If there was one trend in 2022 that persisted, it was the continued rise and popularity of television fantasy dramas. Every streaming platform now touts a major tentpole fantasy series. Amazon has The Lord of the Rings: The Rings of Power; HBO has its Game of Thrones prequel series, House of the Dragon; Netflix has The Witcher; and Apple TV+ has Foundation, all of which were adapted from existing content. Similarly, His Dark Materials, a co-production with BBC, premiered its final season on HBO in December. Yet, it arrived with more of a whisper than a bang.
His Dark Materials is based on Philip Pullman’s young adult series of the same name that was originally published more than 20 years ago. Most fantasy series are difficult to adapt, but His Dark Materials has seen several iterations and adaptations before, most notably the film adaptation The Golden Compass (2007) ,which saw immediate religious protests and outrage and was seemingly doomed to fail.
The series follows the adventures of Lyra Belacqua (Dafne Keen), a young orphan who lives with the scholars at Oxford until a mysterious beautiful woman, Mrs. Coulter (Ruth Wilson), adopts her and takes her on an adventure. This is where Lyra discovers she is part of a prophecy stating she is the second coming of Eve that could change her world — and many others — forever.
Lyra’s world is like ours but different, a sort of neofuturist 1950s. More importantly, people live with their souls outside their bodies in animal form called dæmons, and consciousness is a particle form known as Dust. Dust is of great concern to the Magisterium — Pullman’s version of the Catholic Church — and scholars alike. While scholars want to study and understand Dust, the Magisterium believes Dust to be connected to original sin.
The final season of His Dark Materials places Lyra and her companion Will (Amir Wilson) at the center of a metaphysical, celestial battle between humanity and angels over fate and free will. If these sound like heavy concepts for a series aimed at children and young adults, that’s because it is. While The Rings of Power and House of the Dragon utilize the fantasy genre to demonstrate the consequences and impacts of war on individual lives, His Dark Materials focuses its lens almost solely on organized religion, namely Catholicism.
Though His Dark Materials is far from the first fantasy series to critique religion — the works of Neil Gaiman come to mind — it’s notable for centering the battle around children and Lyra herself. To the Magisterium, Lyra as Eve means she is the incarnation of original sin and all evil. They will do anything to stop the Biblical Fall of Man from happening, even if that means killing Lyra.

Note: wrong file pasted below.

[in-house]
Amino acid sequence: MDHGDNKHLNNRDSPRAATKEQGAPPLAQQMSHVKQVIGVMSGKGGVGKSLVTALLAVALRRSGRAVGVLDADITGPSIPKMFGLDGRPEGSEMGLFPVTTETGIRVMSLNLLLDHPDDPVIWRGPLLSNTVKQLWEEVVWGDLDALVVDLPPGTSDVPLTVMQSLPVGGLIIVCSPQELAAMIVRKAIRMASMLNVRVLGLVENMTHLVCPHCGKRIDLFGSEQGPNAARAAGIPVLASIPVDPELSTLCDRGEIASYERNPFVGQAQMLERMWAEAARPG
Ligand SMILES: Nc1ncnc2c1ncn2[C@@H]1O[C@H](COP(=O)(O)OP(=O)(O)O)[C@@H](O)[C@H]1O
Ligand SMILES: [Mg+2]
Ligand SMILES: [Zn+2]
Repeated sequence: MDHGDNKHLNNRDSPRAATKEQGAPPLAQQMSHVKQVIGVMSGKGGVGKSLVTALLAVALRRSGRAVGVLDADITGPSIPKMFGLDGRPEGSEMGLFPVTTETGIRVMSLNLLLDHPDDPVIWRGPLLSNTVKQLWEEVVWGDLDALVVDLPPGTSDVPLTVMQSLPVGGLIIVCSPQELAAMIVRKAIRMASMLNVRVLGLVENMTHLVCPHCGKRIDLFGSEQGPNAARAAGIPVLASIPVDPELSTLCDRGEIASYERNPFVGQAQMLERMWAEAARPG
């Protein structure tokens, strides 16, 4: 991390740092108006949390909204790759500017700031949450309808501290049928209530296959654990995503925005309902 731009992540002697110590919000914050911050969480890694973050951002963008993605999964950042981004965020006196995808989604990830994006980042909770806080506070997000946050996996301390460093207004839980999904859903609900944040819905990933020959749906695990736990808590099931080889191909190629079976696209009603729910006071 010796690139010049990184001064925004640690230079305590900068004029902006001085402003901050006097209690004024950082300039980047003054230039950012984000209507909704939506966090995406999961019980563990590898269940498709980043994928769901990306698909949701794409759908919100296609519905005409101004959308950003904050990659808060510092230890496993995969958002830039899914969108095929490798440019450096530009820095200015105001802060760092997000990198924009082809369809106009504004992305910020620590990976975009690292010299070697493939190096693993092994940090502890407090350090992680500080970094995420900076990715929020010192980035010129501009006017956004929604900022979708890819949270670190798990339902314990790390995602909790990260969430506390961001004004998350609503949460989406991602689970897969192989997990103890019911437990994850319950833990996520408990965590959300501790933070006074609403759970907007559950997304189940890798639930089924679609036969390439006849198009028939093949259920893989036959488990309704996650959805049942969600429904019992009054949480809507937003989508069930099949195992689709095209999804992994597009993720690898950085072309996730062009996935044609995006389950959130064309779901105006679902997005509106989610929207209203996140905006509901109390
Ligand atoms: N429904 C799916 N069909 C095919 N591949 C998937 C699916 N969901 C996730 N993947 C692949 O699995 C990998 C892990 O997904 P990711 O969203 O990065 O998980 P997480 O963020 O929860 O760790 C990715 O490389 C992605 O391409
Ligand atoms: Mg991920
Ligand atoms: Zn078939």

His Dark Materials rewrites Eve’s narrative and reframes original sin as the exact opposite. Those opposing the Magisterium see Lyra and Eve as the mother of love and creativity. As she and Will fall in love in a way that is so pure, innocent, and childlike, it’s hard to see how any sin could be involved at all, even as the Magisterium hunts them to the ends of the earth.
While the series is heavily anchored in religious themes, it’s also very, very human. By the final episode, Lyra’s losses are innumerable, but they are also distinct in the ways they shape her: acts of self-sacrifice, tragic costs of war, and literal soul-splitting pain. Each of these moments is keenly felt and allows for a depth of exploration rarely seen on television as a whole, let alone in works aimed at young adults.
The most refreshing success of this season, however, is that it almost entirely abandons its world-building. As with many fantasy series, His Dark Materials spent a lot of its initial episodes explaining what was happening to its viewers and how its worlds worked, especially because it is a lesser-known property. By the third season, which has arguably the most complex raw material to work with, the series finally relishes in the confidence that viewers who have gotten this far are on board. There’s far less exposition, which allows everything to move at a faster pace.
The extra time also allows for the characters themselves to breathe, particularly Wilson’s Marisa Coulter. Throughout the entire run, Marisa has been the most fascinating character, brilliantly brought to life in all of her nuance and complexities. She’s beautiful and dangerous, cunning and sharp, full of love for her daughter, but terrified and ashamed of that love.
One of the most transfixing aspects of her character has been her relationship with her dæmon. Marisa’s golden monkey dæmon is notoriously silent, separate from her, and literally abused. Though the books never directly address their relationship, one of the best scenes of the series sees Marisa address her dæmon and acknowledge the self-harm she’s directed at him and herself as she seeks to better learn how to love Lyra. It’s worth tuning in for Wilson alone; every frame of her performance is a masterclass in acting.
What makes His Dark Materials so heartbreaking and powerful is the timelessness of its themes and messages. The odds and universe are stacked against Lyra, but her strength and determination carry her through. If there’s a winner in the battle of the heavens, it’s the human spirit, every last atom of it.
All episodes of His Dark Materials are now streaming on HBO Max.